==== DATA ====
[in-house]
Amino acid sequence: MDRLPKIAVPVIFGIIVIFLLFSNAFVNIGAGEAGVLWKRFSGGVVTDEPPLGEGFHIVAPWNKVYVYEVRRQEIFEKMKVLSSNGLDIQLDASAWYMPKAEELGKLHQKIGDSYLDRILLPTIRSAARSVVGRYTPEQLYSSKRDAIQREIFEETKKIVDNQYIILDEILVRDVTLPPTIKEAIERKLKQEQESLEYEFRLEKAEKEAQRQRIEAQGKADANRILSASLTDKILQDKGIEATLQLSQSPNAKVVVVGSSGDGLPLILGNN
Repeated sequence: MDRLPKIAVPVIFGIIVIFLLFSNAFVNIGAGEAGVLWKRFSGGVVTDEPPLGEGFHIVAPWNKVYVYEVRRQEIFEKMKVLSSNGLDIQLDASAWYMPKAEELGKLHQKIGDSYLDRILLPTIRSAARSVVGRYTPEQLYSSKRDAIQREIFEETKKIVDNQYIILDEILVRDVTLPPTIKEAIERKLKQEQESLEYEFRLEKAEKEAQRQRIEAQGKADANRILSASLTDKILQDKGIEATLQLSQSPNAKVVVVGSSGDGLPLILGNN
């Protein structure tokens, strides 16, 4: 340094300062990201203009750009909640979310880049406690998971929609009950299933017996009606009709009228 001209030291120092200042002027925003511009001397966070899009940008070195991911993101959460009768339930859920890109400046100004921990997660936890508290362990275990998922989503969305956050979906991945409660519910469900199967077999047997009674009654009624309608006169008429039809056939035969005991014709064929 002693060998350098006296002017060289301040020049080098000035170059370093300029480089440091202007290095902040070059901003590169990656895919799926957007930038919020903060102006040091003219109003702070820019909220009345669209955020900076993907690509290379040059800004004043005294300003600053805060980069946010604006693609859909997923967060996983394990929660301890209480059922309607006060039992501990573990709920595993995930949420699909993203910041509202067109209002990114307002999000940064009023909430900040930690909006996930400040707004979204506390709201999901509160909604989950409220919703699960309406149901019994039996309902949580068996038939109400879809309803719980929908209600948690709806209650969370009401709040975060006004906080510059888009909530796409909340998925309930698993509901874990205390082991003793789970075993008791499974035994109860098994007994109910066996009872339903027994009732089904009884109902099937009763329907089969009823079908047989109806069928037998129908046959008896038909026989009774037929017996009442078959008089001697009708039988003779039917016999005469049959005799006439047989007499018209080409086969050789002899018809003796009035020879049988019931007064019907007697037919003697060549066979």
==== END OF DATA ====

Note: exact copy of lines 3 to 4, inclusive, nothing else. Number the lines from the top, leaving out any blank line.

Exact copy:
Repeated sequence: MDRLPKIAVPVIFGIIVIFLLFSNAFVNIGAGEAGVLWKRFSGGVVTDEPPLGEGFHIVAPWNKVYVYEVRRQEIFEKMKVLSSNGLDIQLDASAWYMPKAEELGKLHQKIGDSYLDRILLPTIRSAARSVVGRYTPEQLYSSKRDAIQREIFEETKKIVDNQYIILDEILVRDVTLPPTIKEAIERKLKQEQESLEYEFRLEKAEKEAQRQRIEAQGKADANRILSASLTDKILQDKGIEATLQLSQSPNAKVVVVGSSGDGLPLILGNN
């Protein structure tokens, strides 16, 4: 340094300062990201203009750009909640979310880049406690998971929609009950299933017996009606009709009228 001209030291120092200042002027925003511009001397966070899009940008070195991911993101959460009768339930859920890109400046100004921990997660936890508290362990275990998922989503969305956050979906991945409660519910469900199967077999047997009674009654009624309608006169008429039809056939035969005991014709064929 002693060998350098006296002017060289301040020049080098000035170059370093300029480089440091202007290095902040070059901003590169990656895919799926957007930038919020903060102006040091003219109003702070820019909220009345669209955020900076993907690509290379040059800004004043005294300003600053805060980069946010604006693609859909997923967060996983394990929660301890209480059922309607006060039992501990573990709920595993995930949420699909993203910041509202067109209002990114307002999000940064009023909430900040930690909006996930400040707004979204506390709201999901509160909604989950409220919703699960309406149901019994039996309902949580068996038939109400879809309803719980929908209600948690709806209650969370009401709040975060006004906080510059888009909530796409909340998925309930698993509901874990205390082991003793789970075993008791499974035994109860098994007994109910066996009872339903027994009732089904009884109902099937009763329907089969009823079908047989109806069928037998129908046959008896038909026989009774037929017996009442078959008089001697009708039988003779039917016999005469049959005799006439047989007499018209080409086969050789002899018809003796009035020879049988019931007064019907007697037919003697060549066979």